Those hotels that don’t cotton to dogs will bash you with their fees and restrictions. (Such as relegating you to a nicotine-stained room next to a shrieking highway.)

Time to dine

When it is time to go eat, we have come to expect some restrictions. Dogs aren’t typically welcome indoors, and that’s understandable. Generally, though, restaurants are happy to oblige you and your pooch on a patio or deck.

A huge plus for Monterey is Fisherman’s Wharf, where nearly all the eateries have al fresco tables that welcome pets. We dined one evening at Domenico’s, where the waiter brought treats and a special water bowl for Jake. 

Up the coast in San Francisco, walking your dog around Union Square can be testing with the crowds so close and fast-moving. You must navigate your animal companion pretty carefully to avoid pet and pedestrian mishaps, though it can be done.

In a survey by the Humane Society in 2007, San Francisco was rated the most pet-friendly destination in America. 

Perhaps the most pet-loving hotel group in San Francisco is Kimpton, with nine boutique hotels in the city and a renowned pets-centric attitude. At Kimpton, there are no extra cleaning fees. Guests are welcomed with treats for their pet and a list of pet-friendly walking areas and nearby restaurants. Well-behaved pets are allowed to remain in the room unattended, with the human guests encouraged to put “pet inside” hangers on the doors while they are away.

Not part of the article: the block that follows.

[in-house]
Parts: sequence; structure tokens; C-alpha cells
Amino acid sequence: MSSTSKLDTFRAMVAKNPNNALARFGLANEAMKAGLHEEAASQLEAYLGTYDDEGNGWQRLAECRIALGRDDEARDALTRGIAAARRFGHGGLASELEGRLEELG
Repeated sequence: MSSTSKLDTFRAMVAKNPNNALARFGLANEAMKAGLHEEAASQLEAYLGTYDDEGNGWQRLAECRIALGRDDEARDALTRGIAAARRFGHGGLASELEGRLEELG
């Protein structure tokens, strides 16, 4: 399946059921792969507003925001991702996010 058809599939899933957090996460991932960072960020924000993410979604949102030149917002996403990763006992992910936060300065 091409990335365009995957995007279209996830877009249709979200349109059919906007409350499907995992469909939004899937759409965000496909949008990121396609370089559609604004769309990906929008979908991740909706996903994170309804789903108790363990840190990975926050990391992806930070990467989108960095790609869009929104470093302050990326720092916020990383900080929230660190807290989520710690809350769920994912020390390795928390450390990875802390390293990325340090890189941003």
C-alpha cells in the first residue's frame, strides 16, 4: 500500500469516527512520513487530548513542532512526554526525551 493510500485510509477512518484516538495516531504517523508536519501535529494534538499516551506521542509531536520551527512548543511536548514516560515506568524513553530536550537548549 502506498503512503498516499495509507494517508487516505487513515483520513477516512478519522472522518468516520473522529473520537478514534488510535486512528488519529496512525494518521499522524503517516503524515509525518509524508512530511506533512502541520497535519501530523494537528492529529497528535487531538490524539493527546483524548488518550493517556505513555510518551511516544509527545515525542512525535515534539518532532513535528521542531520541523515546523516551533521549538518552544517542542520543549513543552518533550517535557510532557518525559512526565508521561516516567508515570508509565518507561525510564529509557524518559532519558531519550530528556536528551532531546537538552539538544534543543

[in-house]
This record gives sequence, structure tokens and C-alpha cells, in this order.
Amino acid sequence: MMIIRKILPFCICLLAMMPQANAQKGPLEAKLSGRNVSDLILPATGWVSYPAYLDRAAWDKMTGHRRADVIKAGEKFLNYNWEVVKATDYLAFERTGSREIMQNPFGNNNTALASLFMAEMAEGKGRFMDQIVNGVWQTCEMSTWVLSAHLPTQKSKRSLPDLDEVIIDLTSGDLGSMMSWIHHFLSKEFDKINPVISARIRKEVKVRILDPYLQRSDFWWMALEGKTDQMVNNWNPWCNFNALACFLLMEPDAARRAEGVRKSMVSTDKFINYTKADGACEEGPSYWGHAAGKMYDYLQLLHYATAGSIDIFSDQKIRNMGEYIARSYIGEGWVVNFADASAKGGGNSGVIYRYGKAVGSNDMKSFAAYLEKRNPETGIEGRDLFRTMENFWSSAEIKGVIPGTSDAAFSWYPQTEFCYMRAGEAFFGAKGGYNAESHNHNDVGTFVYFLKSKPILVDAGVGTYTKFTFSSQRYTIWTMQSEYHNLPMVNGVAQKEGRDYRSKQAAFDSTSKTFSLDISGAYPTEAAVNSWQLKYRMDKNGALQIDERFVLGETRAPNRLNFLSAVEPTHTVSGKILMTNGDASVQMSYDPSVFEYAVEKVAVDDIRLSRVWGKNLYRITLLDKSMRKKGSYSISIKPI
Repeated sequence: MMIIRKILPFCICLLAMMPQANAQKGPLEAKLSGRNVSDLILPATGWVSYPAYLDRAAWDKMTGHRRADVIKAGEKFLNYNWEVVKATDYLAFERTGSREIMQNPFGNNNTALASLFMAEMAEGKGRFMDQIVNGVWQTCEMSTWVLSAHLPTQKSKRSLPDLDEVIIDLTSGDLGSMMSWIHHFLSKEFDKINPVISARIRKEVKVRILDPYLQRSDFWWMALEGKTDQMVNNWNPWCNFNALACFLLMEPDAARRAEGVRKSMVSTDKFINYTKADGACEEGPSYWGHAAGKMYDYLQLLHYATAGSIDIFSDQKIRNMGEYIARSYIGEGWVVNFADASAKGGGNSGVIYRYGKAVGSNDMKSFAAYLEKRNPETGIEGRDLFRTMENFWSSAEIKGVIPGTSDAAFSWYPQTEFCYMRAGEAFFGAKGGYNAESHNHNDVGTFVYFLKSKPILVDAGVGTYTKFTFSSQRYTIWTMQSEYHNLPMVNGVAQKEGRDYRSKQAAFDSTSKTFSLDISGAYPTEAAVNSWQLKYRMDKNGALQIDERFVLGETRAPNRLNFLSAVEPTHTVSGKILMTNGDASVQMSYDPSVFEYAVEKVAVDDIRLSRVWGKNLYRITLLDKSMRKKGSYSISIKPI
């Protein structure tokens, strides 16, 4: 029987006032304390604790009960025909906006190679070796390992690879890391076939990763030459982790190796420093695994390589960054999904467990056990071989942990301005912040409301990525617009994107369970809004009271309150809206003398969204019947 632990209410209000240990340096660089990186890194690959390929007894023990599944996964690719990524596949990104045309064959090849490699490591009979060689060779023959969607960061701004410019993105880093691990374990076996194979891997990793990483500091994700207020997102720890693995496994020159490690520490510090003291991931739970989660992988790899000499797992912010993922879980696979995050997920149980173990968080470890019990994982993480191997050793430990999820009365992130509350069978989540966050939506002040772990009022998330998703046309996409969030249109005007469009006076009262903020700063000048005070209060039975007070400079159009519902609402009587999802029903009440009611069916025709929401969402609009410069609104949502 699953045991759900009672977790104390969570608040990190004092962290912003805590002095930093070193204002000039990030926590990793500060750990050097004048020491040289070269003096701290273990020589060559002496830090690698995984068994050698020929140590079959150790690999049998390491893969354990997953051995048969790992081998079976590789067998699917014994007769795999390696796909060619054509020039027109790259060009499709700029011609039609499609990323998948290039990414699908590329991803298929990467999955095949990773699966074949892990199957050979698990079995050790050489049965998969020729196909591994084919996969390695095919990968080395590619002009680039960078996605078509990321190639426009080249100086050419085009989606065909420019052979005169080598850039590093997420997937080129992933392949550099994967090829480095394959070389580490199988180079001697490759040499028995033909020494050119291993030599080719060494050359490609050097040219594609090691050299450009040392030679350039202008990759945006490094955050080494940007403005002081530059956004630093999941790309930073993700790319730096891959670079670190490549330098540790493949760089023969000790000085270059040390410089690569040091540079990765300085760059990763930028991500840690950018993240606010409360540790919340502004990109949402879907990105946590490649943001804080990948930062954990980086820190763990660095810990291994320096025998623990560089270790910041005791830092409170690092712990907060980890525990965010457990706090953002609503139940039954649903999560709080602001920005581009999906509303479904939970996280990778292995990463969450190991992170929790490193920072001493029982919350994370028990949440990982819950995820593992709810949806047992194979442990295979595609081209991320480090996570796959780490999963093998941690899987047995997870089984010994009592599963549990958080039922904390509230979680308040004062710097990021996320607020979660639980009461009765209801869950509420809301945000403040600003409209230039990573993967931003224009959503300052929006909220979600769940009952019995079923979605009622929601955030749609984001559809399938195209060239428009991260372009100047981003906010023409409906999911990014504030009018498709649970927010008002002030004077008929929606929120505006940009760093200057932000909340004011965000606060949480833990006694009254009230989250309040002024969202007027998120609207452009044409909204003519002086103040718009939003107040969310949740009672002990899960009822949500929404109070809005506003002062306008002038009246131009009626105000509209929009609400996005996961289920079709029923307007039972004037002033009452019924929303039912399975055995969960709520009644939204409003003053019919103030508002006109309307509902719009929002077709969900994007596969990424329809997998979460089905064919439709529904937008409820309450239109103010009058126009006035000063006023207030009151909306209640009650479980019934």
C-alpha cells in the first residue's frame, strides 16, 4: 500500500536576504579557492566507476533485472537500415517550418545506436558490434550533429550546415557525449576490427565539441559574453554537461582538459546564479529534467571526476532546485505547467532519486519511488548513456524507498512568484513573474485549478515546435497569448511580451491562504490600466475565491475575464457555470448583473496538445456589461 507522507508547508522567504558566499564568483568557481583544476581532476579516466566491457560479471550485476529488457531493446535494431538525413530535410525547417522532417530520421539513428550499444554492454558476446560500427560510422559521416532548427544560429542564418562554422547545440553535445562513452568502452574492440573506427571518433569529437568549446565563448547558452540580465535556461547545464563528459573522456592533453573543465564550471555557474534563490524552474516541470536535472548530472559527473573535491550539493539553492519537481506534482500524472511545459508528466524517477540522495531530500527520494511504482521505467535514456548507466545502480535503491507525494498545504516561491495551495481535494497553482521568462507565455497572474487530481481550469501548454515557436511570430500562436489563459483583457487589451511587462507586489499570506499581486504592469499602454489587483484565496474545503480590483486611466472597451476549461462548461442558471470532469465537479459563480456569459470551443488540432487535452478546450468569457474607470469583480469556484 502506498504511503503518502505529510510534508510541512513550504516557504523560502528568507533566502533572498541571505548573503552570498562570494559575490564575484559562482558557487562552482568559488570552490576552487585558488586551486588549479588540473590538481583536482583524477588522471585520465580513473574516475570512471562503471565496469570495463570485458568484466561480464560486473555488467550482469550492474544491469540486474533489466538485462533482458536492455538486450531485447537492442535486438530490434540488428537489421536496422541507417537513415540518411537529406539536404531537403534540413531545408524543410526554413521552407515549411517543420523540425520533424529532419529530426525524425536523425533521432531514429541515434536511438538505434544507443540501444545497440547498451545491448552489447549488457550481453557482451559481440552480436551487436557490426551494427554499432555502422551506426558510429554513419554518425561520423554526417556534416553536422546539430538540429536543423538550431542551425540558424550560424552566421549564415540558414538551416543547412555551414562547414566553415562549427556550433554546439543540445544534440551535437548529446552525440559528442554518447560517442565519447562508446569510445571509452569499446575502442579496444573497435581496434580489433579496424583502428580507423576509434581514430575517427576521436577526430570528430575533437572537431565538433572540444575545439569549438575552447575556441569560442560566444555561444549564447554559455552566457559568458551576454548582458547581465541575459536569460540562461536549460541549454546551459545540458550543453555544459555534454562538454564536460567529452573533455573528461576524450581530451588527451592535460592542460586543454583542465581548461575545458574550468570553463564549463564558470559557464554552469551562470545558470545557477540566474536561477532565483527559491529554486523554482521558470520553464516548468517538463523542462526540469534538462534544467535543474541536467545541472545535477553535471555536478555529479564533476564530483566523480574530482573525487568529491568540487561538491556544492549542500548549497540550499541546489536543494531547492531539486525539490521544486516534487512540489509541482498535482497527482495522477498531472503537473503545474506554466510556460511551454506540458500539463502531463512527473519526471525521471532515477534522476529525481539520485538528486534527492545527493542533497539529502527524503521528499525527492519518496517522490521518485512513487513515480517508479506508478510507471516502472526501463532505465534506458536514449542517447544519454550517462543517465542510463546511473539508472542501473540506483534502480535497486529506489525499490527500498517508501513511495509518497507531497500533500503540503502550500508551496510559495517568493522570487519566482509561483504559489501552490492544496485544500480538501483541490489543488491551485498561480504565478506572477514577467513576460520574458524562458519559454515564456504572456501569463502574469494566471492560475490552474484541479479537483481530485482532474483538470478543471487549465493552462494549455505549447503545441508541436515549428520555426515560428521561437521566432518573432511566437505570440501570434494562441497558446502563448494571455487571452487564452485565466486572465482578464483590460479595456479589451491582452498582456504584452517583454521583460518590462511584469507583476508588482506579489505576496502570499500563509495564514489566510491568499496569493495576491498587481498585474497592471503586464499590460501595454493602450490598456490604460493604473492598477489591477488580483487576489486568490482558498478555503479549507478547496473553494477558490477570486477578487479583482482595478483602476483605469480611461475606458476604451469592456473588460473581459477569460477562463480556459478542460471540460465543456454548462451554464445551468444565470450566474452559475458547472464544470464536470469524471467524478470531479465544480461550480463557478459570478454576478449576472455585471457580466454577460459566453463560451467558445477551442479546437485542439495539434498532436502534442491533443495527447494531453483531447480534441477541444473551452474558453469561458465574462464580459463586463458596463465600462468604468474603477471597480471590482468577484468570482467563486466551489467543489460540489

There aren’t any pet size restrictions, either.

“We wouldn’t restrict the size of our human guests — why restrict the size of the pets?,” mused Steven Pinetti, senior vice president for sales and marketing. “People who travel with pets take very, very good care of their pets. They are conscientious. That’s regardless of size.”

Kimpton’s pets-are-cool attitude grew from its founder, Bill Kimpton.

“Bill had a wonderful miniature Collie, Chianti, who had the run of our very first hotel. Pretty soon, people asked if they could bring their own pets, and we said, ‘sure, why not?’”

Pinetti said roughly 15 percent of Kimpton’s guest brings pets, and dogs aren’t the only ones pampered — monkeys, llamas, birds and fish have been guests at Kimpton, too.